• 200% of poverty: In 2022, nearly three in 10 (29.4%, or 17.0 million) adults ages 65 and older had incomes below 200% of poverty under the official measure ($28,080 in 2022). The share is higher – more than four in 10 (42.2%) older adults, or 24.4 million people – based on the Supplemental Poverty Measure.

How Do Poverty Rates Among People Ages 65 and Older Vary by Demographic Characteristics?

Under both the official poverty measure and the Supplemental Poverty Measure, the poverty rate among people ages 65 and older was higher among adults ages 80 and older, women, and people self-reporting fair or poor health, based on three-year averages for 2020-2022. Additionally, larger shares of older Black, Hispanic, American Indian or Alaska Native, Asian, and people identifying as multiple races had incomes below poverty compared to White adults ages 65 and older, based on both measures. The rate of poverty and the number of people living in poverty was higher for most demographic subgroups under the Supplemental Poverty Measure than under the official poverty measure, except for older Black and American Indian or Alaska Native adults, and adults reporting fair or poor health, where rates between both measures were similar. These three-year average estimates include two years (2020 and 2021) when the Supplemental Poverty Measure accounted for temporary COVID-19-related payments to individuals.

Poverty Rates Among Older Adults Increase With Age

Among people ages 65 and older, the poverty rate was higher among people ages 80 and older than younger people ages 70-79 years and 65-69 years, based on both the official poverty measure (12.1% vs. 9.1 and 9.3%, respectively) and the Supplemental Poverty Measure (14.3% vs. 10.6% and 10.4% respectively) (Figure 2, Appendix Table 1).

Overall, 1.5 million adults ages 80 and older lived in poverty under the official measure, compared with 2.3 million adults ages 70-79 years and 1.7 million adults ages 65-69 (the numbers living in poverty based on the Supplemental Poverty Measure were 1.8 million, 2.7 million, and 1.9 million, respectively).

Notably, nearly half of adults ages 80 and older, or 6.0 million, had incomes below 200% of poverty under the Supplemental Poverty Measure, compared to 34.2% of those ages 65-69.  Similar to the official poverty measure, a larger share of adults ages 80 and older than those ages 65-69 and 70-79 had incomes below 200% of poverty.

Poverty Is Higher Among Older Women Than Older Men

The poverty rate was higher among women than men ages 65 and older, based on both the official measure (11.0% vs. 8.5%) and the Supplemental Poverty Measure (12.4% vs.10.2%) (Figure 3, Appendix Table 1). In absolute numbers, more older women than older men (3.2 million vs 2.2 million) lived in poverty under the official measure, and under the Supplemental Poverty Measure (3.8 million vs 2.6 million). Similarly, a larger share of women ages 65 and older than older men had incomes below 200% of poverty under both measures.

Additionally, among people ages 80 and older, a higher share of women lived in poverty compared with men based on both the official poverty measure (14.0% vs. 9.2%) and the Supplemental Poverty Measure (16.2% vs 11.7%).

Among Older Adults, Poverty Rates Are Higher Among People of Color Than Among White Adults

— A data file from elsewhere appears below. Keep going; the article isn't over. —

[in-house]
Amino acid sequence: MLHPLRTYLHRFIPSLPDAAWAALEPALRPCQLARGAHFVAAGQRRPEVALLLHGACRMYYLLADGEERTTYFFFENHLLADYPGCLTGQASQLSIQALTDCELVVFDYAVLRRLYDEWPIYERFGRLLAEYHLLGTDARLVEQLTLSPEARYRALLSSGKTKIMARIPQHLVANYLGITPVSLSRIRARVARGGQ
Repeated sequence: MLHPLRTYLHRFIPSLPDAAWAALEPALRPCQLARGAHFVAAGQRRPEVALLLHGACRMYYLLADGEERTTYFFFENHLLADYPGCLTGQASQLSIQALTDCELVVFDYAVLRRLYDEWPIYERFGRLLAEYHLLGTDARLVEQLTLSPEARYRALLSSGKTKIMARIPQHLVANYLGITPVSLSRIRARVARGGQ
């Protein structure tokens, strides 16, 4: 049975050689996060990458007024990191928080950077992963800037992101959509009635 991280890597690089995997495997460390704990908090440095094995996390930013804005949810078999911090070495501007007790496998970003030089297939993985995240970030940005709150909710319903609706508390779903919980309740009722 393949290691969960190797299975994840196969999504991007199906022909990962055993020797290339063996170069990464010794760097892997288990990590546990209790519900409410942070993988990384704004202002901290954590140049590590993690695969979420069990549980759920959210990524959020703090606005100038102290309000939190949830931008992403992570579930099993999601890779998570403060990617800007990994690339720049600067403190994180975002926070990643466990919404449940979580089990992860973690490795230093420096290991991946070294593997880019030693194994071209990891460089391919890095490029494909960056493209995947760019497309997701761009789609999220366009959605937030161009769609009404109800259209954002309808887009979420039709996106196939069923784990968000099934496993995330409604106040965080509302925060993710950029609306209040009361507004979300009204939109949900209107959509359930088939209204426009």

Among people ages 65 and older, the poverty rate was higher among Black, Hispanic, American Indian or Alaska Native, Asian, and people identifying as multiple races compared with White adults based on both measures. Based on the official poverty measure, the share of older Black (17.3%), Hispanic (17.4%) and American Indian or Alaska Native (17.4%) adults with incomes below poverty was more than double the share of older White adults (7.7%) (Figure 4, Appendix Table 1). The pattern was consistent under the supplemental poverty measure (for example,17.3% of older Black and 20.0% of older Hispanic adults lived in poverty vs. 9.2% of older White adults).

Similarly, larger shares of older Black, Hispanic, American Indian or Alaska Native, Asian, and people identifying as multiple races had incomes below 200% of poverty than older White adults, based on both measures.

Poverty rates by both race and ethnicity and gender mirrored the overall pattern. For example, poverty rates among older Black, Hispanic, and American Indian or Alaska Native women were twice as high as those among older White women, based on the official measure (Appendix Tables 1 and 2).

Poverty Is Higher Among Older Adults Reporting Fair or Poor Health Than Those in Excellent or Very Good Health

The poverty rate was substantially higher among adults ages 65 and older in fair or poor self-reported health than older adults in excellent or very good health, based on both the official measure (16.0% vs. 5.9%) and the supplemental poverty measure (16.8% vs. 7.7%) (Figure 5, Appendix Table 1).

Similarly, larger shares of older adults in fair or poor health had incomes below 200% of poverty compared with older adults in excellent or very good health, based on both measures.

How Do Poverty Rates Among People Ages 65 and Older Vary by State?

The poverty rate among people ages 65 and older varied by state, based on three-year averages for 2020-2022.

  • 100% of poverty: Under the official poverty measure, the poverty rate ranged from 4.5% in Wisconsin to 20.3% in the District of Columbia and was 10% or higher in 17 states and the District of Columbia (Figure 6, Appendix Table 3). Under the Supplemental Poverty Measure, the poverty rate ranged from 4.2% in Iowa to 22.0% in the District of Columbia and was 10% or higher in 25 states and the District of Columbia.
  • 200% of poverty: Under the official poverty measure, the share of older adults with incomes under 200% of poverty ranged from 18.4% in Maryland to 41.7% in West Virginia; a third (33%) or more of older adults had incomes below 200% of poverty in 11 states and the District of Columbia (Appendix Table 4). Under the Supplemental Poverty Measures, the share of older adults under 200% of poverty ranged from 28.3% in Iowa to 49.3% in the District of Columbia; a third or more of older adults had incomes below 200% of poverty in 34 states and the District of Columbia.